the Little Red Reviewer

Acceptance by Jeff Vandermeer

Posted on: May 28, 2017

Acceptance (Southern Reach #3) by Jeff Vandermeer

published in 2014

where I got it: purchased new

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The Southern Reach series came out in 2014, and I didn’t even need to wait for the series to be completed as all three books were published in the same calendar year.  So what the hell took me so long to finish reading it? None of these books are very long, and I wouldn’t describe any of them as difficult reads. So what gives?   A couple of things.

 

  • I didn’t want the series to be over
  • After reading the 2nd book in the series, Authority, I was a little intimidated to continue. Ok, A lot intimidated, because I really struggled with Authority.  (Which has led to me being a little intimidated to read Vandermeer’s newest book, Borne, which yes, I know is completely silly.)

 

Why did Authority intimidate me? I talked a good talk when I reviewed that book, but I struggled to read it and I had no idea what was going on.  Jeez, now I know how Control felt.  He’s been hired to do a job, and walks into this Kafka-esque tapestry of the WTFery that he’s supposed to summarize in reports to his superiors.  He can’t look like a fool to his employers, of course. Even worse, this is a government research agency.  If this is anything like actual R & D, the paychecks stop if you don’t produce results. Any kind of results. As an employee of the South Reach agency you’ve got to justify your existence, right?

 

So anyway, the mistake that I made was reading Authority as a standalone.  What finally worked for me was to binge read all three books, literally picking up the next book 10 minutes after finishing the previous one.  Authority and Acceptance worked very well when I read them as one longer novel.  I highly suggest reading these 3 books as one long novel to anyone who is interested in this series.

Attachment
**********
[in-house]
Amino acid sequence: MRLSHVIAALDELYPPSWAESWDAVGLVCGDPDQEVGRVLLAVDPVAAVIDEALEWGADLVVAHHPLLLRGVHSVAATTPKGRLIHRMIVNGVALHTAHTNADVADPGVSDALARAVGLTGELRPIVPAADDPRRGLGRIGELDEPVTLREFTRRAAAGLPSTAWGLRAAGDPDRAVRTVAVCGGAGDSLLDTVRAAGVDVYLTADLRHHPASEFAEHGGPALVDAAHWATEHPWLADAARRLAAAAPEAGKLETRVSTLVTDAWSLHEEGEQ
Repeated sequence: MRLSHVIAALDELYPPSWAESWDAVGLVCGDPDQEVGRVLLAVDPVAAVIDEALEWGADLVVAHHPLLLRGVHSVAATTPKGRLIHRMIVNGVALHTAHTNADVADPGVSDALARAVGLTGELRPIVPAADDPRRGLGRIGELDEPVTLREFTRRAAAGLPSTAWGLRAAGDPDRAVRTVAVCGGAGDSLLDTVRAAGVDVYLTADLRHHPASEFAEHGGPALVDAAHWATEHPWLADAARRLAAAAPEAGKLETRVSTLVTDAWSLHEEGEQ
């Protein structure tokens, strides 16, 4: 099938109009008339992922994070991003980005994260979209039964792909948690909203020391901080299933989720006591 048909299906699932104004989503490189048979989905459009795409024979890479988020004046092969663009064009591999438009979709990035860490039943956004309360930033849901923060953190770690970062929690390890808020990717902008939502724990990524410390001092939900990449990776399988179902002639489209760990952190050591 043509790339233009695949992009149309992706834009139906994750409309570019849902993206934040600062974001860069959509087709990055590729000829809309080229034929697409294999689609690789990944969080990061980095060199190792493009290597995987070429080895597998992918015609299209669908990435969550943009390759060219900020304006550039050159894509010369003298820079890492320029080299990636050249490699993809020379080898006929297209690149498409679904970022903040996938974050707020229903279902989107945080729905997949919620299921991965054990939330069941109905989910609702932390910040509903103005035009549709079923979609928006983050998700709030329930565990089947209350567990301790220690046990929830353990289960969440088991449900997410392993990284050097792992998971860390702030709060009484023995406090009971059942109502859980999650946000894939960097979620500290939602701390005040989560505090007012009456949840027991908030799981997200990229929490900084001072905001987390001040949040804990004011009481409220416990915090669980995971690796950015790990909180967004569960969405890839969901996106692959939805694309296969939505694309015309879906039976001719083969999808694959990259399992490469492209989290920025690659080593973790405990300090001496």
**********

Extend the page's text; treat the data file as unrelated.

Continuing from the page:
After all of that rambling, let’s talk about Acceptance, yes?  Sure.  But there are going to be spoilers for the entire series from this point forward.  And more rambling.

Something I connected with in this series is the parallels between people who are looking for someone or something in the different books. The Biologist is looking for her husband. She knows she can’t salvage their relationship, but she’d still like to spend time with him.  Control spends some time looking for Ghost Bird, for similar reasons – he knows he can’t salvage his relationship with her, but maybe they can become friends or at least allies?  And then there is director. She’s looking for something too, but I won’t tell you what.  And then there is the whole thing with Whitby. I suddenly feel really bad for Whitby.

 

The narrative in Acceptance jumps all over the place, following a ton of plot threads in different times such as the Director’s childhood, the lighthouse keeper’s experiences with the S&SB, Control and Ghost Bird’s story, the psychologist’s point of view of the 12th expedition, etc. I loved getting to see everyone’s different points of view, and getting all the flashbacks, but it was a lot to keep track of, especially after the much narrower focus of the previous books. In Authority, Control is mostly a deer in headlights, so it was especially nice to get to spend more time with him and get to know his character a little bit more. Some readers are going to be turned off and frustrated by the seemingly random presentation of different people’s stories and the different time lines, others will try to find meaning in the order in which everything is presented.

 

Because Acceptance isn’t told in chronological order, there is very neat sort of doubling going on when you compare the earlier books to this final one.  You can look back at conversations that took place in the earlier books and see multiple meanings for what people were saying. All those conversations between Control and Whitby? Whitby was trying to tell him something the entire time, and Control took everything out of context because he didn’t get have any context.  Context seems to be super important here.